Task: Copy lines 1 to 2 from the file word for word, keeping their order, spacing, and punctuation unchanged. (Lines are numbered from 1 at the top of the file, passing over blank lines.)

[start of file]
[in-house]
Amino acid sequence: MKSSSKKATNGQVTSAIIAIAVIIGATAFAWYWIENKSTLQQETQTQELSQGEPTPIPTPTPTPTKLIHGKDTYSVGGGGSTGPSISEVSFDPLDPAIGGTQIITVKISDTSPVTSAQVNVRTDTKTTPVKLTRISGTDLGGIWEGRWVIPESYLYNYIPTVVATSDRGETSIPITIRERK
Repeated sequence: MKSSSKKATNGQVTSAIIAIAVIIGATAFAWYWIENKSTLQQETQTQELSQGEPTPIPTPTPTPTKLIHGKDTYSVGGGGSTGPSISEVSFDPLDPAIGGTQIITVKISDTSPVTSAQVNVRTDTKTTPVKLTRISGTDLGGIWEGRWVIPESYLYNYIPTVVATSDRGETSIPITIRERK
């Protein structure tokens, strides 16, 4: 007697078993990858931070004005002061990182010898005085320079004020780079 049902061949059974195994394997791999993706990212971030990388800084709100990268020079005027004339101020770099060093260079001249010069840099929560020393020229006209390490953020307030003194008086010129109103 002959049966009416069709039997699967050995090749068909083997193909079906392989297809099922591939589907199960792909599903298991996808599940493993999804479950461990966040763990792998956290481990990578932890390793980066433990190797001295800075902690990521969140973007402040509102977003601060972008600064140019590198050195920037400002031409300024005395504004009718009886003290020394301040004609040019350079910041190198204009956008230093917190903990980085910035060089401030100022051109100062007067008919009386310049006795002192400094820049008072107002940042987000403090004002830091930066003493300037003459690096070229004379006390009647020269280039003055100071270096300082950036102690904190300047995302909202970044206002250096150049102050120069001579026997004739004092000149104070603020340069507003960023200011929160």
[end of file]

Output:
[in-house]
Amino acid sequence: MKSSSKKATNGQVTSAIIAIAVIIGATAFAWYWIENKSTLQQETQTQELSQGEPTPIPTPTPTPTKLIHGKDTYSVGGGGSTGPSISEVSFDPLDPAIGGTQIITVKISDTSPVTSAQVNVRTDTKTTPVKLTRISGTDLGGIWEGRWVIPESYLYNYIPTVVATSDRGETSIPITIRERK